The UK seems set to allow Huawei to provide at least some of the technology to power the country's next-generation 5G mobile networks, despite ongoing warnings from the US about the security risks of allowing the Chinese telecoms company to be involved. Reports suggest that a review of 5G security by the UK government will allow Huawei technology to be used in the edges of these networks but not in the sensitive core, despite the reservations of a number of members of the UK cabinet. At the technology level 5G is important because it will provide the invisible infrastructure for a vast number of future services, from self-driving cars to smart cities and the fast growing Internet of Things. All of these will rely on 5G's ability to connect up millions of devices to share information wirelessly. Using 5G to introduce new services or simply make existing ones more efficient could have substantial economic benefits – and significantly boost the countries at the forefront.


Former Google car project Waymo to build self-driving cars at Detroit factory

USATODAY

Stephen Crouch of Montana-based Blackmore explains how the company's lidar technology would help a robot car see what's ahead. Waymo will build self-driving vehicles in Detroit. The company, once known as Google's self-driving car project and now a leader in the push to develop autonomous vehicles, had previously said it was scouting locations in southeast Michigan but did not name a specific city. CEO John Krafcik revealed Detroit as the company's choice in a blog post Tuesday titled, "Making Waymos in Motor City." It refers to being "up and running" this year.


Elon Musk says Tesla will develop a 'quiet electric leaf blower'

USATODAY

A link has been posted to your Facebook feed. Just when you think Tesla is busy tackling groundbreaking tech projects like robotaxis and driverless cars, Musk comes out of nowhere announcing a possible new product line that nobody asked for. On Tuesday, Tesla CEO Elon Musk says his company is planning to "develop a quiet, electric leaf blower," and like all good Tesla declarations, the news came via Twitter. Musk sent a follow-up tweet with a pun. "Tesla blows," the CEO said.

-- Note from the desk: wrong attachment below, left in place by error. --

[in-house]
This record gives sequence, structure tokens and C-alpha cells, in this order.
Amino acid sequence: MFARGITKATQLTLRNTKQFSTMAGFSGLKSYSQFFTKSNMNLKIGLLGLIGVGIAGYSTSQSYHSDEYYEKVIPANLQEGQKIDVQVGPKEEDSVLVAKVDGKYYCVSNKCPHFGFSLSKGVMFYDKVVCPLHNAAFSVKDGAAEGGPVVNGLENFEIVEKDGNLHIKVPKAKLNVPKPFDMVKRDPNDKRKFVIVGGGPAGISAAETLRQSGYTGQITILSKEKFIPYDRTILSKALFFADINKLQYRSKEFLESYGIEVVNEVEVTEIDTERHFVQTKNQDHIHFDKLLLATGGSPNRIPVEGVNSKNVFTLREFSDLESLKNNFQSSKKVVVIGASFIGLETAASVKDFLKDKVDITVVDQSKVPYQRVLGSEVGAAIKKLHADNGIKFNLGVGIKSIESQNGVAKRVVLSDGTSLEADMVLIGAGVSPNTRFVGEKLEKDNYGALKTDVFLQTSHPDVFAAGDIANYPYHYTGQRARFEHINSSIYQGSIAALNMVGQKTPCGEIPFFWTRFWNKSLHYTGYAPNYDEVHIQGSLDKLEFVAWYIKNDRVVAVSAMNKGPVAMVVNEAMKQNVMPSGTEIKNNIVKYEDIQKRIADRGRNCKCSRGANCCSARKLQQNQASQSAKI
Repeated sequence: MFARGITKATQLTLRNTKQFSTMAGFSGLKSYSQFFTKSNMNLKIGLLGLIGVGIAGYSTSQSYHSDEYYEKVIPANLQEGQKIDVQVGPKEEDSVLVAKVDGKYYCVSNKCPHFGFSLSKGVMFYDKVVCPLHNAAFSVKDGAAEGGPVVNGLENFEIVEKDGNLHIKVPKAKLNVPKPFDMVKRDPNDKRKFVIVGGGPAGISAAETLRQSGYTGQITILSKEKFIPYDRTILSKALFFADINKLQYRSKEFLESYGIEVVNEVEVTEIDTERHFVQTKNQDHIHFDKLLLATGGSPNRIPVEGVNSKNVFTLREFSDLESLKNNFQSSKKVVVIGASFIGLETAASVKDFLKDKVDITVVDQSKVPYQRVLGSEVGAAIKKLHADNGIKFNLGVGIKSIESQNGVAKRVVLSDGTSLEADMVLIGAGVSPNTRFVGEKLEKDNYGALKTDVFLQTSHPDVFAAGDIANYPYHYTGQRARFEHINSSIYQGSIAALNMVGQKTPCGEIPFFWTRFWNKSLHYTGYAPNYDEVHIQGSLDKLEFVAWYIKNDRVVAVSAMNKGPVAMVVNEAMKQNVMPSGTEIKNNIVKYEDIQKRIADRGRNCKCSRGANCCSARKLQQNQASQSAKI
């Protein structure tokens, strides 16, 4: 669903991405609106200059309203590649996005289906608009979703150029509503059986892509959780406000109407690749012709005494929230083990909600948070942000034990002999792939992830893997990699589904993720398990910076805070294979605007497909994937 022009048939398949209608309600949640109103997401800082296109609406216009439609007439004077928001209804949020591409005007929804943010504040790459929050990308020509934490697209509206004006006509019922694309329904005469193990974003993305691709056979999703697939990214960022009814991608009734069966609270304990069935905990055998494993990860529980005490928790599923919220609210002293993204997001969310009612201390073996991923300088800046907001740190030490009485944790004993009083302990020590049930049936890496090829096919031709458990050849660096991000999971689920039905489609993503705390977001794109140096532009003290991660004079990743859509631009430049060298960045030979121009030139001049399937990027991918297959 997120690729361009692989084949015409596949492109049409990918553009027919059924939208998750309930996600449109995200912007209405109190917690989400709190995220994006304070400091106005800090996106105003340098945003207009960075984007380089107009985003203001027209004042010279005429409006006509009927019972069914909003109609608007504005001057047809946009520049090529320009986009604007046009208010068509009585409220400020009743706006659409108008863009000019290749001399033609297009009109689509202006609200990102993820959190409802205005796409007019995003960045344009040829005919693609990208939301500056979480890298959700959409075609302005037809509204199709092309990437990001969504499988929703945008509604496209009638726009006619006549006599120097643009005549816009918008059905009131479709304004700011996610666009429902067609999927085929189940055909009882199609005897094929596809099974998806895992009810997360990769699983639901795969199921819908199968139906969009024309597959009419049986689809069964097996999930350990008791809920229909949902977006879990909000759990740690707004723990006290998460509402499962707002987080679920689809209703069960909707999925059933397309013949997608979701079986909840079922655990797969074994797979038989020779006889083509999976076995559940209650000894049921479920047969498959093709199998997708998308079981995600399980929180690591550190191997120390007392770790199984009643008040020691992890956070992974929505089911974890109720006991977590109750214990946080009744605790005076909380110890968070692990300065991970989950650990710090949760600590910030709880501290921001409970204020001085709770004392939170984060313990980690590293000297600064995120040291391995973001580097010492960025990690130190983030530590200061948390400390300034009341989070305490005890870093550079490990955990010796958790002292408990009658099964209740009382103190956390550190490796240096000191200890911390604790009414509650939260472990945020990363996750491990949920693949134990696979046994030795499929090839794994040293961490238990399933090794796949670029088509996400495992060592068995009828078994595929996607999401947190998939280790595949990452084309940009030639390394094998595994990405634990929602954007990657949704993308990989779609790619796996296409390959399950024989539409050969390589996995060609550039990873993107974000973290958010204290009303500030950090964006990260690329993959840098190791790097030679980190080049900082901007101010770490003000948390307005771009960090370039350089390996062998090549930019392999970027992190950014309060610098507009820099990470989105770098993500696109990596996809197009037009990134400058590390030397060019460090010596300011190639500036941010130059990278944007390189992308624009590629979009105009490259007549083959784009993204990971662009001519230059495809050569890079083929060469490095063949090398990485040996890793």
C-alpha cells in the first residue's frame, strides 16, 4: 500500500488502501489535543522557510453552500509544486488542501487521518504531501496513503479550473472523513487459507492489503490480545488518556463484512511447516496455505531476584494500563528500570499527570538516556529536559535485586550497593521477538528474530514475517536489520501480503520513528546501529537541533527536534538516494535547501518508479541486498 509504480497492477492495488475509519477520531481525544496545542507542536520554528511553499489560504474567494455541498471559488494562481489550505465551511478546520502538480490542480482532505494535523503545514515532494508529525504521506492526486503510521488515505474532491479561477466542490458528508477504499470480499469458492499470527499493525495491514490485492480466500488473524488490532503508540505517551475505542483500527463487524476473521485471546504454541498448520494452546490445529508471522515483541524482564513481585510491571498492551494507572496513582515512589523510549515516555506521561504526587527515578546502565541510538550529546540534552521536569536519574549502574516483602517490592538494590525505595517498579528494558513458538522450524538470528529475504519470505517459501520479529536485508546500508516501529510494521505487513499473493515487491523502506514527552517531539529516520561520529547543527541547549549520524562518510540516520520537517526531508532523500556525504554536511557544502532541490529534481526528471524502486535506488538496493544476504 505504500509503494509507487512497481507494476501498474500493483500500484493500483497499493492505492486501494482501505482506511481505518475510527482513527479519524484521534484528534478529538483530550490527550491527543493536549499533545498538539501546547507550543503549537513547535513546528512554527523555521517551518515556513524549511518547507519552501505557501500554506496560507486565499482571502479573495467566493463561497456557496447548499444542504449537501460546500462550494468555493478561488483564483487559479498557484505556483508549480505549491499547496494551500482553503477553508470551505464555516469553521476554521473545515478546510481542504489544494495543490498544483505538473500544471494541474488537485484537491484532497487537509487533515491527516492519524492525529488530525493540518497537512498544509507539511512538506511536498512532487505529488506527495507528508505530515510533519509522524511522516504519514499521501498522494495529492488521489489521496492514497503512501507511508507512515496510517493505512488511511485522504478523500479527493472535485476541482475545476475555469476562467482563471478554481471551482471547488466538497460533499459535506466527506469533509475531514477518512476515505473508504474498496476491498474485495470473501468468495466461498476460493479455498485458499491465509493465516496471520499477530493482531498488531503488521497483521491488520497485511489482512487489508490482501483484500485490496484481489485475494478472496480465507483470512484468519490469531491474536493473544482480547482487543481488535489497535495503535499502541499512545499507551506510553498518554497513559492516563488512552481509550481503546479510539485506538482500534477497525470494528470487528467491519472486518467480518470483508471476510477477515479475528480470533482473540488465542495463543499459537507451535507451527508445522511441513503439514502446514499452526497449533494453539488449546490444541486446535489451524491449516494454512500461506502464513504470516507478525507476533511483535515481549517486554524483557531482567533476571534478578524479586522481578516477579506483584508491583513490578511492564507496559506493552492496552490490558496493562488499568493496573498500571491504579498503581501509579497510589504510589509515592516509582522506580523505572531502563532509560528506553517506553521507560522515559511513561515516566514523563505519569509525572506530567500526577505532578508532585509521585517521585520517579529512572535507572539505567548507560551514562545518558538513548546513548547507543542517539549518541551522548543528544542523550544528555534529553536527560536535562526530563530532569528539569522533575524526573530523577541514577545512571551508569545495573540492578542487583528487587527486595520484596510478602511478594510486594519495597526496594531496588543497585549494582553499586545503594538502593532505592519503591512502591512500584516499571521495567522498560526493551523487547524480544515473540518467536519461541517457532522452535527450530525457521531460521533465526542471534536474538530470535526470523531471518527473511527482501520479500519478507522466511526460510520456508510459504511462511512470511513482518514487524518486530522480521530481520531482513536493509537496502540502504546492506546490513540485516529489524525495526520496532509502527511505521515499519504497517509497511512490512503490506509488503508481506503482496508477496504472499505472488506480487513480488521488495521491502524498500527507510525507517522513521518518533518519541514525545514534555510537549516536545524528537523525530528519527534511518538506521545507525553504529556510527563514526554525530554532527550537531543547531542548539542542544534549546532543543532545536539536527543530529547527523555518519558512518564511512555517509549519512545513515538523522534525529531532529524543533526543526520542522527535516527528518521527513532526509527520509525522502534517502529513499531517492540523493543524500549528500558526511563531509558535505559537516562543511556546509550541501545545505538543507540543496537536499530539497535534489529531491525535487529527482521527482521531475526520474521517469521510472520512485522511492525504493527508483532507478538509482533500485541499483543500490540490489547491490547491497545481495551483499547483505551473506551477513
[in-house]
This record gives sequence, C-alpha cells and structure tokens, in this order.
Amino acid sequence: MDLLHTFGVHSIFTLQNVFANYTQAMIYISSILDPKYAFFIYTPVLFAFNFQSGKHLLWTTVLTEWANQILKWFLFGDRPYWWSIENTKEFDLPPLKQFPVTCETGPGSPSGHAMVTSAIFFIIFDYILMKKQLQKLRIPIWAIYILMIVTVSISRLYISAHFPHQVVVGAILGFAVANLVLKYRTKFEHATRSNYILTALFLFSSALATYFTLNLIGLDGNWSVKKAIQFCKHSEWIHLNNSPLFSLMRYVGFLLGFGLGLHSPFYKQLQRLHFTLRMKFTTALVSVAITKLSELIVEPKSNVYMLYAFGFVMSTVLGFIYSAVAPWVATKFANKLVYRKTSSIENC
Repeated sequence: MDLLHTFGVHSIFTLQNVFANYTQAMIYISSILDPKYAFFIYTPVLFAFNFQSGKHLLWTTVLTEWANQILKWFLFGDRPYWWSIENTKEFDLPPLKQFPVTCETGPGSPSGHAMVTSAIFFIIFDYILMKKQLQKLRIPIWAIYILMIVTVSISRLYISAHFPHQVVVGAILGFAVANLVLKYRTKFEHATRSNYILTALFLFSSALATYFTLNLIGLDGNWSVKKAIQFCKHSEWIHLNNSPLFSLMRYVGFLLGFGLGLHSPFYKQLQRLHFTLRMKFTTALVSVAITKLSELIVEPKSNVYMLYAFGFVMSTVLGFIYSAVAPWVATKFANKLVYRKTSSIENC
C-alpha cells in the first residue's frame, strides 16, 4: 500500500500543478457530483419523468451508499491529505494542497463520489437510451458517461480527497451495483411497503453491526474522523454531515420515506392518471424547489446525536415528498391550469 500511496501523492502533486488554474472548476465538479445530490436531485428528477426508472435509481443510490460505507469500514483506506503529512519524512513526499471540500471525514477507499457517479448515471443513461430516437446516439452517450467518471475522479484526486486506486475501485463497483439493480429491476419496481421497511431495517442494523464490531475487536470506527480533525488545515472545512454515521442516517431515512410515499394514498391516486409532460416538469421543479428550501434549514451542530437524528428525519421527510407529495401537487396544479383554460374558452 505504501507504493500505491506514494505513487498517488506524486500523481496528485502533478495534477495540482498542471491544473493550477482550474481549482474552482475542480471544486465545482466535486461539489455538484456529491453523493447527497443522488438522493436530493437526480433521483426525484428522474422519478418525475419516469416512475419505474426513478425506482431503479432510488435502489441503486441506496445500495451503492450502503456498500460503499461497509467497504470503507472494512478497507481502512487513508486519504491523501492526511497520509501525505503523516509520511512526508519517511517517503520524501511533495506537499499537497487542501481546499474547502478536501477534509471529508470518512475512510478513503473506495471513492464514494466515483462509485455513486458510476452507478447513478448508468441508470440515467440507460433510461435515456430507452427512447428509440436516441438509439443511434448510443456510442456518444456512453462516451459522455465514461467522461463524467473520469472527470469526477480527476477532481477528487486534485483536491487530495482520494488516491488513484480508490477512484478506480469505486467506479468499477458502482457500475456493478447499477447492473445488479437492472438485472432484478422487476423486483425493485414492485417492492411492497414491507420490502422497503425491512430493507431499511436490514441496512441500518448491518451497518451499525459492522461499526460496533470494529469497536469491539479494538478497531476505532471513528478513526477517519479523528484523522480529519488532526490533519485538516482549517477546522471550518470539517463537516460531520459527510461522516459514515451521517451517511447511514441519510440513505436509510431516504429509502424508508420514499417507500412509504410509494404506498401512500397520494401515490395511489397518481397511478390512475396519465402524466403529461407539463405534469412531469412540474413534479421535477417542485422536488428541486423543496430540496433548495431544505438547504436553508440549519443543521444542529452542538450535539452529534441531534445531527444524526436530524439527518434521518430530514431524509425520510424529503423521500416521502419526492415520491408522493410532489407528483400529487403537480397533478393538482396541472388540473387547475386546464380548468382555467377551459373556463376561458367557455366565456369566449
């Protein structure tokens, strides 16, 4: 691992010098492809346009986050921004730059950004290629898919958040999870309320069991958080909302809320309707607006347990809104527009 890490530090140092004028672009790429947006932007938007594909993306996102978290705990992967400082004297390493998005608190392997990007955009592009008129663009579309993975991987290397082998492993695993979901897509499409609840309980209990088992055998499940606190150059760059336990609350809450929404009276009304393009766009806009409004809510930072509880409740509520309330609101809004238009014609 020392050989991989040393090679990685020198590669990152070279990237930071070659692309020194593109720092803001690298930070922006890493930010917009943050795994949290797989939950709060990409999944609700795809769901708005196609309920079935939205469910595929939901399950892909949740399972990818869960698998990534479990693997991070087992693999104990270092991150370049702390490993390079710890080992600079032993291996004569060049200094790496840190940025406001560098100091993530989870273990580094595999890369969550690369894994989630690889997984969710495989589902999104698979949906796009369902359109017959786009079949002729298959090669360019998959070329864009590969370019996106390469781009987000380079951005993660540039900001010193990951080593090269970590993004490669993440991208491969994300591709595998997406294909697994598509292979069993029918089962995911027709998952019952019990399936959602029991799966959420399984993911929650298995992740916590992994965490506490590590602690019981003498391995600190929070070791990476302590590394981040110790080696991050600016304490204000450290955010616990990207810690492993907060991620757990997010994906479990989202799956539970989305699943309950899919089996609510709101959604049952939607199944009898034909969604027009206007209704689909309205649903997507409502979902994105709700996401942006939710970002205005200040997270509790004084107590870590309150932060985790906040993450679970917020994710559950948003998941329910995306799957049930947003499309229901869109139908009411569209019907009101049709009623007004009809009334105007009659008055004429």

Can Elon Musk's robotaxi plan help Tesla owners make $30,000 a year?

USATODAY

Elizabeth Keatinge tells us about Tesla's Autonomy Investor Day where robotaxis were discussed. Are robot taxi's really on the horizon? Tesla's aggressive (perhaps unrealistic) goal to launch a robotaxi network in 2020 was revealed by CEO Elon Musk on Monday as the company discussed plans toward a self-driving future. Under Musk's strategy, the electric car maker will enable owners to add their autonomous driving-capable vehicles to a Tesla ride-sharing app, which he described as a combination of Uber and Airbnb. "From our standpoint, if you fast forward a year – maybe a year and three months, but next year for sure – we'll have over a million robotaxis on the road," Musk told an audience on Monday.


Tesla releases new video of its self-driving software in action

Daily Mail

A new video shows Tesla's full self-driving technology out in the wild. In the nearly two-minute clip, a Tesla can be seen stopping at intersections, driving down highways and suburban roads, navigating exit ramps and changing lanes, all without the driver ever touching the wheel. The vehicle travels at about 45 miles per hour on average throughout the clip and is even able to put itself in park when it finishes navigating the route. The video comes after Elon Musk on Monday talked up Tesla's progress in bringing fully autonomous vehicles to the masses at the company's Autonomy Day. According to Musk, every Tesla has the hardware necessary to carry out full self-driving like what is shown in the video.